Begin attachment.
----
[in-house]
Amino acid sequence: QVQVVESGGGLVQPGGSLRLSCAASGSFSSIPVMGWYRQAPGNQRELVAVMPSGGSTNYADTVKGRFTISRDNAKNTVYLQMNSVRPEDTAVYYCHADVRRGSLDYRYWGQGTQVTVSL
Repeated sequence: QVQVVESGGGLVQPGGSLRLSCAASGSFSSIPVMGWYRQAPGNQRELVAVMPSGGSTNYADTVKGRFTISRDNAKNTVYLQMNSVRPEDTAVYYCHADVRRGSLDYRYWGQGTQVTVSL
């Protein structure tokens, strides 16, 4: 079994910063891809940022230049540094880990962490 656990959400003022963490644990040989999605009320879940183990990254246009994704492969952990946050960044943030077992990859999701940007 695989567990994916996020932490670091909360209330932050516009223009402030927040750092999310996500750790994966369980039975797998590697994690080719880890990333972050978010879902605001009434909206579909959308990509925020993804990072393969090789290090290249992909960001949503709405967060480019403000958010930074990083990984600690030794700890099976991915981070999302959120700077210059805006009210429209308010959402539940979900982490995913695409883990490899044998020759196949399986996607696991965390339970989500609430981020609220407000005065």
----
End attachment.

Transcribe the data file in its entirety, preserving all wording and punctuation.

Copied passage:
[in-house]
Amino acid sequence: QVQVVESGGGLVQPGGSLRLSCAASGSFSSIPVMGWYRQAPGNQRELVAVMPSGGSTNYADTVKGRFTISRDNAKNTVYLQMNSVRPEDTAVYYCHADVRRGSLDYRYWGQGTQVTVSL
Repeated sequence: QVQVVESGGGLVQPGGSLRLSCAASGSFSSIPVMGWYRQAPGNQRELVAVMPSGGSTNYADTVKGRFTISRDNAKNTVYLQMNSVRPEDTAVYYCHADVRRGSLDYRYWGQGTQVTVSL
């Protein structure tokens, strides 16, 4: 079994910063891809940022230049540094880990962490 656990959400003022963490644990040989999605009320879940183990990254246009994704492969952990946050960044943030077992990859999701940007 695989567990994916996020932490670091909360209330932050516009223009402030927040750092999310996500750790994966369980039975797998590697994690080719880890990333972050978010879902605001009434909206579909959308990509925020993804990072393969090789290090290249992909960001949503709405967060480019403000958010930074990083990984600690030794700890099976991915981070999302959120700077210059805006009210429209308010959402539940979900982490995913695409883990490899044998020759196949399986996607696991965390339970989500609430981020609220407000005065």